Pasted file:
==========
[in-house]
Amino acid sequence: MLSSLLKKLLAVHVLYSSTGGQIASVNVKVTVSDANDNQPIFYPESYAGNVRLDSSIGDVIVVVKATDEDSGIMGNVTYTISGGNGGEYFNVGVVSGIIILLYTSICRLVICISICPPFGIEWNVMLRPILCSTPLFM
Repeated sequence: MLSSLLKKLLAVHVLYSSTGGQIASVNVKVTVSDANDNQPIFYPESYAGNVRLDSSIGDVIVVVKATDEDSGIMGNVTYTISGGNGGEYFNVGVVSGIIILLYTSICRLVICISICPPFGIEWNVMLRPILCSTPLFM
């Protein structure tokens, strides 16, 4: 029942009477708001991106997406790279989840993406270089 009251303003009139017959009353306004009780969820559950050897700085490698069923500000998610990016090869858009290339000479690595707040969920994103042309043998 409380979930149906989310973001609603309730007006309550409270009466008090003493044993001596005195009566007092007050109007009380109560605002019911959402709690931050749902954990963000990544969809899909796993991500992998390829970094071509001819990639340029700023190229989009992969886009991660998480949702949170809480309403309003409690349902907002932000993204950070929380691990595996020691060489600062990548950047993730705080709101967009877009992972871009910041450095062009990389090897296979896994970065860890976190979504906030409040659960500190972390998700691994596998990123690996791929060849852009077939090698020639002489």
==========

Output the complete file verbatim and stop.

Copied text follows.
[in-house]
Amino acid sequence: MLSSLLKKLLAVHVLYSSTGGQIASVNVKVTVSDANDNQPIFYPESYAGNVRLDSSIGDVIVVVKATDEDSGIMGNVTYTISGGNGGEYFNVGVVSGIIILLYTSICRLVICISICPPFGIEWNVMLRPILCSTPLFM
Repeated sequence: MLSSLLKKLLAVHVLYSSTGGQIASVNVKVTVSDANDNQPIFYPESYAGNVRLDSSIGDVIVVVKATDEDSGIMGNVTYTISGGNGGEYFNVGVVSGIIILLYTSICRLVICISICPPFGIEWNVMLRPILCSTPLFM
């Protein structure tokens, strides 16, 4: 029942009477708001991106997406790279989840993406270089 009251303003009139017959009353306004009780969820559950050897700085490698069923500000998610990016090869858009290339000479690595707040969920994103042309043998 409380979930149906989310973001609603309730007006309550409270009466008090003493044993001596005195009566007092007050109007009380109560605002019911959402709690931050749902954990963000990544969809899909796993991500992998390829970094071509001819990639340029700023190229989009992969886009991660998480949702949170809480309403309003409690349902907002932000993204950070929380691990595996020691060489600062990548950047993730705080709101967009877009992972871009910041450095062009990389090897296979896994970065860890976190979504906030409040659960500190972390998700691994596998990123690996791929060849852009077939090698020639002489």